Gone with the Wind, perhaps the most famous American novel of the twentieth century, tells the story of Scarlett O’Hara, a Southern woman trying to maintain her identity as her world is torn apart by the United States Civil War. Upon publication, the novel attained instant popularity, and the premiere of the film version in 1939 met with equal enthusiasm.
The story begins when Scarlett, at age sixteen, experiences the first real disappointment of her pampered life. Ashley Wilkes, the man she loves, marries Melanie Hamilton, a soft-spoken and gentle woman whom Scarlett despises. Scarlett irrationally marries Melanie’s brother, but he dies a few months later, leaving Scarlett to discover that widowhood is the most restrictive of all female roles in her Southern society. The upheaval caused by the war, however, gives Scarlett some opportunities for independence. She eventually marries Frank Kennedy and manages a successful lumber business, but is widowed once again. Scarlett then marries an unprecedented third time, to the dashing but socially unrespectable Rhett Butler. Unwilling to admit her sexual attraction for Rhett, Scarlett convinces herself she is marrying him for his money. She continues to pursue Ashley, until she finally realizes, perhaps too late, that she loves Rhett.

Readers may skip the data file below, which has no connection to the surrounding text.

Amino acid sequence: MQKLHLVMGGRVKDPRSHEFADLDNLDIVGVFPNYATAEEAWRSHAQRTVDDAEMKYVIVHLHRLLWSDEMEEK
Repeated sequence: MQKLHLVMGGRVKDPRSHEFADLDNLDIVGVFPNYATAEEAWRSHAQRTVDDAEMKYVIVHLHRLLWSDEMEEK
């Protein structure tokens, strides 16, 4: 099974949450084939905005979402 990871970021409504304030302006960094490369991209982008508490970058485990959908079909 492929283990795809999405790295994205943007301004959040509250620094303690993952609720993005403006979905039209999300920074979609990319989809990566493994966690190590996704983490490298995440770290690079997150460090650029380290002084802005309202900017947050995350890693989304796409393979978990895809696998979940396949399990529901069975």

Gone with the Wind is a long, sweeping tale and as such encompasses a variety of issues. The views on slavery held by most Southerners at the time...
(The entire section is 427 words.)